Living proof that the Arsenal Model can work

Arsenal take on Borussia Dortmund in the Champions League this week, and there are perhaps more comparisons between the two than many may have originally thought. The Germans won their first league title since 2002 last year, so could this be the blueprint for success that Arsene Wenger needs to follow?

Both sides have youth at their core and have lost influential players over the summer, but the evidence is there to suggest that there is life after past greats if you put your faith in a system and stick with it.

The German club went through a period of re-building, much like the one Arsenal are currently going through, after the break-up of the team that won the 1997 Champions League final and under the guidance of coach Jurgen Klopp the club have once again reached the summit of German football.

With a team based around youth and astute transfer purchases, they dominated last year’s Bundesliga. At times they simply dismantled teams, and at one point led the league by 12 points. Dortmund (unlike Arsenal) have faced financial difficulty and six years ago almost went bankrupt due to the lavish spending of the club’s previous regime.

Thanks to the new rules implemented by the German Football Association, which declared all clubs in the top two divisions must have academies, Dortmund have flourished. They have produced players such as Mario Gotze , who was rumoured to be the subject of a £30m bid from Arsenal this summer, Kevin Grosskreutz, and Nuri Sahin to name just a few.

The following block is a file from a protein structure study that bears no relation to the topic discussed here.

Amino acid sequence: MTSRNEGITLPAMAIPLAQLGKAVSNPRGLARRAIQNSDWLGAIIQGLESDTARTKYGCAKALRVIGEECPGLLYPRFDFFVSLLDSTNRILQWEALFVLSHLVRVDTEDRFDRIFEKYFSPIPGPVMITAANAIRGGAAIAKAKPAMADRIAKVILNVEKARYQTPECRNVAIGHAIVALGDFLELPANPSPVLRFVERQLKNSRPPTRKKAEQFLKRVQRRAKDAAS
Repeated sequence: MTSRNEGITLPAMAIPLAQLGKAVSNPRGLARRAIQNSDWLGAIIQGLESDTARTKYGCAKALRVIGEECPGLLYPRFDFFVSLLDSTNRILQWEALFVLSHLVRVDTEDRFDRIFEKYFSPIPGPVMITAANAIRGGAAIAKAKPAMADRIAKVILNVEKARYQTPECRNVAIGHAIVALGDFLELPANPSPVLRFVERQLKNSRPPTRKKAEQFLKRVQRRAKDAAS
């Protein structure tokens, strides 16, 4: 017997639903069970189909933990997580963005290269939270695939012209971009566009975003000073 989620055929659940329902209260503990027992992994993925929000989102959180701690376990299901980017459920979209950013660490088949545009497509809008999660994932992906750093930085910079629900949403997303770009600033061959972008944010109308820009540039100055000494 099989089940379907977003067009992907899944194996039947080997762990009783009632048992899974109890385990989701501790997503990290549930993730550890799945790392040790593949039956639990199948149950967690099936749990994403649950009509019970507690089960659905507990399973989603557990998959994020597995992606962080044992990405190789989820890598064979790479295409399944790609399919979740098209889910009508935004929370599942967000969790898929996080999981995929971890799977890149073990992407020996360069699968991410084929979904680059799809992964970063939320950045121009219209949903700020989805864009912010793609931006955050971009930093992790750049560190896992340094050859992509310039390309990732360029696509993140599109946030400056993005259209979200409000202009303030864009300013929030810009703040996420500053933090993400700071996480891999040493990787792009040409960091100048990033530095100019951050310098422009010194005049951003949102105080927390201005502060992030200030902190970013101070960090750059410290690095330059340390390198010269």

Like Arsenal, going into last season the club had gone a number of years without winning a trophy, eight to be exact, and since the 2002 Bundesliga triumph hadn’t finished higher than fifth in the league. But Klopp masterminded somewhat of a renaissance at the club and guided his young team to the championship.

Perhaps the most remarkable statistic about this Dortmund side is the fact that the average age of the team that won the league was just 24.3, the lowest of any championship winning side in Bundesliga history.

With the season over, many feared that Europe’s major clubs would begin to swoop for these extraordinarily talented youngsters and similarly to Arsenal, Dortmund would lose their talismanic captain. Nuri Sahin left the club for the riches of Real Madrid and the belief was that players such as Gotze would follow, but they didn’t.

Dortmund began their title defence with a 3-1 destruction of Hamburg, which prompted lavish praise about the harmony of their play. Since this win they have lost their first match at home in 18 games, a 2-1 defeat to Hertha Berlin, and as a result questions are already starting to be asked about their title credentials.

This is something Wenger is all too familiar with and it is prudent to think that on the basis of one result the team is in trouble. The same can be said for the North London club, although they have lost the likes of Cesc Fabregas and Samir Nasri it is unfair to blame a manager that has proven over the years he is more than capable of rebuilding his team.

Wenger can take a great deal of inspiration from Dortmund. He has been criticised for a lack of experience in his team and humiliated by the 8-2 defeat to Manchester United at Old Trafford but Dortmund’s story proves that having faith in youngsters and not spending millions can lead to triumph.

Article courtesy of Patrick Giffney from This is Futbol

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Article title: Living proof that the Arsenal Model can work

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